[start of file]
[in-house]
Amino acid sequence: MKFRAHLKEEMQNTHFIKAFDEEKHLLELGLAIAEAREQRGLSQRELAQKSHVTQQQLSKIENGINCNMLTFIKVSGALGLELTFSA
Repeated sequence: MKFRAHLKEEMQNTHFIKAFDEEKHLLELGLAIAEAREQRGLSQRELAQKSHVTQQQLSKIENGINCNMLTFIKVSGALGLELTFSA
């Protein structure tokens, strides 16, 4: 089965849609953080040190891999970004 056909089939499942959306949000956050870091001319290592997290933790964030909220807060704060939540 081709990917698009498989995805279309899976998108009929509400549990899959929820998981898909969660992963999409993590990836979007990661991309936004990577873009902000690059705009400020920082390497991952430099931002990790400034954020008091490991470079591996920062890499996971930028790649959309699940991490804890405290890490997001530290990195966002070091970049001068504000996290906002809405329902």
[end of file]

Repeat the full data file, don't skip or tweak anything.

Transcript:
[in-house]
Amino acid sequence: MKFRAHLKEEMQNTHFIKAFDEEKHLLELGLAIAEAREQRGLSQRELAQKSHVTQQQLSKIENGINCNMLTFIKVSGALGLELTFSA
Repeated sequence: MKFRAHLKEEMQNTHFIKAFDEEKHLLELGLAIAEAREQRGLSQRELAQKSHVTQQQLSKIENGINCNMLTFIKVSGALGLELTFSA
């Protein structure tokens, strides 16, 4: 089965849609953080040190891999970004 056909089939499942959306949000956050870091001319290592997290933790964030909220807060704060939540 081709990917698009498989995805279309899976998108009929509400549990899959929820998981898909969660992963999409993590990836979007990661991309936004990577873009902000690059705009400020920082390497991952430099931002990790400034954020008091490991470079591996920062890499996971930028790649959309699940991490804890405290890490997001530290990195966002070091970049001068504000996290906002809405329902």